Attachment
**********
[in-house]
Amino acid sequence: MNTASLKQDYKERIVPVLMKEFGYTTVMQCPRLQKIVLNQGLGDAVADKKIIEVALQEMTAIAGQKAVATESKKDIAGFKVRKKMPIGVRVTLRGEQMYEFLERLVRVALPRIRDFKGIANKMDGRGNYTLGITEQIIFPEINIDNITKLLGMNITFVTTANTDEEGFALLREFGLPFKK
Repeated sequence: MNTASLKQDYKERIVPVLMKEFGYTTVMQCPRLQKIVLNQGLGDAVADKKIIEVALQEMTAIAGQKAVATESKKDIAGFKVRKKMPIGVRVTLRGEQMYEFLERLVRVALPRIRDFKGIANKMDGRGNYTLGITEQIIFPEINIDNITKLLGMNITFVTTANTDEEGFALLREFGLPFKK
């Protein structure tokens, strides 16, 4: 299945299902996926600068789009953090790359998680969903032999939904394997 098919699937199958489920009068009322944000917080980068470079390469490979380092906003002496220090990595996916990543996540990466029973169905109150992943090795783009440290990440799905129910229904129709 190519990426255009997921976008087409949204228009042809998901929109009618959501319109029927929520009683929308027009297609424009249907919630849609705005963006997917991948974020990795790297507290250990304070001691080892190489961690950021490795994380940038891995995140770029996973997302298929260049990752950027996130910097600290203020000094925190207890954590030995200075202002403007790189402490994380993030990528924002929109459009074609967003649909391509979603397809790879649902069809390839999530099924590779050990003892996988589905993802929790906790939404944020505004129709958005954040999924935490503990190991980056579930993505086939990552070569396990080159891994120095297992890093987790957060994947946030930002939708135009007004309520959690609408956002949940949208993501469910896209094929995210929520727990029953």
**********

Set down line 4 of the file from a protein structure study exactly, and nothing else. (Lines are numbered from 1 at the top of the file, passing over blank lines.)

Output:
């Protein structure tokens, strides 16, 4: 299945299902996926600068789009953090790359998680969903032999939904394997 098919699937199958489920009068009322944000917080980068470079390469490979380092906003002496220090990595996916990543996540990466029973169905109150992943090795783009440290990440799905129910229904129709 190519990426255009997921976008087409949204228009042809998901929109009618959501319109029927929520009683929308027009297609424009249907919630849609705005963006997917991948974020990795790297507290250990304070001691080892190489961690950021490795994380940038891995995140770029996973997302298929260049990752950027996130910097600290203020000094925190207890954590030995200075202002403007790189402490994380993030990528924002929109459009074609967003649909391509979603397809790879649902069809390839999530099924590779050990003892996988589905993802929790906790939404944020505004129709958005954040999924935490503990190991980056579930993505086939990552070569396990080159891994120095297992890093987790957060994947946030930002939708135009007004309520959690609408956002949940949208993501469910896209094929995210929520727990029953």